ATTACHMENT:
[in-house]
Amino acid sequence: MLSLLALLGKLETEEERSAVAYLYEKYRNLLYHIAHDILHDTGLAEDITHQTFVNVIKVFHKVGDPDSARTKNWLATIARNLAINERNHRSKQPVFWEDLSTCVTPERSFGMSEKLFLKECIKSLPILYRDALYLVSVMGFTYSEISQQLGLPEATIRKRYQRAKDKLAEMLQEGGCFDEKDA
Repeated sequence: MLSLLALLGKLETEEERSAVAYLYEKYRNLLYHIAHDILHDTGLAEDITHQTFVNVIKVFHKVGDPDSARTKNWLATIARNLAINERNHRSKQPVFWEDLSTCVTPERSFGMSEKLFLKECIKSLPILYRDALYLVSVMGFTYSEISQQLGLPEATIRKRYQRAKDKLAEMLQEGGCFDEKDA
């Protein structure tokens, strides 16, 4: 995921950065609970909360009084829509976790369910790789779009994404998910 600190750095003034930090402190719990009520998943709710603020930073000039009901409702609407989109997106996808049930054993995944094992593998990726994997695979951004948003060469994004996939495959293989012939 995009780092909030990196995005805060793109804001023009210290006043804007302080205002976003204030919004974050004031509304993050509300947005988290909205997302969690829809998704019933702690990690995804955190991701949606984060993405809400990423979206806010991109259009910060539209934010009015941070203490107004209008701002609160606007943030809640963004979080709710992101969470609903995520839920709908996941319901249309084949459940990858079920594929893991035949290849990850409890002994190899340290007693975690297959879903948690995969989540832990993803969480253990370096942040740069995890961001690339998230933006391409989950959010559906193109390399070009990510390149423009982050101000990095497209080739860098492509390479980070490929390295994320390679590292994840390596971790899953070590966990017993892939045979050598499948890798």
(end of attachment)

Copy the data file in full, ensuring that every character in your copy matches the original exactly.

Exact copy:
[in-house]
Amino acid sequence: MLSLLALLGKLETEEERSAVAYLYEKYRNLLYHIAHDILHDTGLAEDITHQTFVNVIKVFHKVGDPDSARTKNWLATIARNLAINERNHRSKQPVFWEDLSTCVTPERSFGMSEKLFLKECIKSLPILYRDALYLVSVMGFTYSEISQQLGLPEATIRKRYQRAKDKLAEMLQEGGCFDEKDA
Repeated sequence: MLSLLALLGKLETEEERSAVAYLYEKYRNLLYHIAHDILHDTGLAEDITHQTFVNVIKVFHKVGDPDSARTKNWLATIARNLAINERNHRSKQPVFWEDLSTCVTPERSFGMSEKLFLKECIKSLPILYRDALYLVSVMGFTYSEISQQLGLPEATIRKRYQRAKDKLAEMLQEGGCFDEKDA
């Protein structure tokens, strides 16, 4: 995921950065609970909360009084829509976790369910790789779009994404998910 600190750095003034930090402190719990009520998943709710603020930073000039009901409702609407989109997106996808049930054993995944094992593998990726994997695979951004948003060469994004996939495959293989012939 995009780092909030990196995005805060793109804001023009210290006043804007302080205002976003204030919004974050004031509304993050509300947005988290909205997302969690829809998704019933702690990690995804955190991701949606984060993405809400990423979206806010991109259009910060539209934010009015941070203490107004209008701002609160606007943030809640963004979080709710992101969470609903995520839920709908996941319901249309084949459940990858079920594929893991035949290849990850409890002994190899340290007693975690297959879903948690995969989540832990993803969480253990370096942040740069995890961001690339998230933006391409989950959010559906193109390399070009990510390149423009982050101000990095497209080739860098492509390479980070490929390295994320390679590292994840390596971790899953070590966990017993892939045979050598499948890798």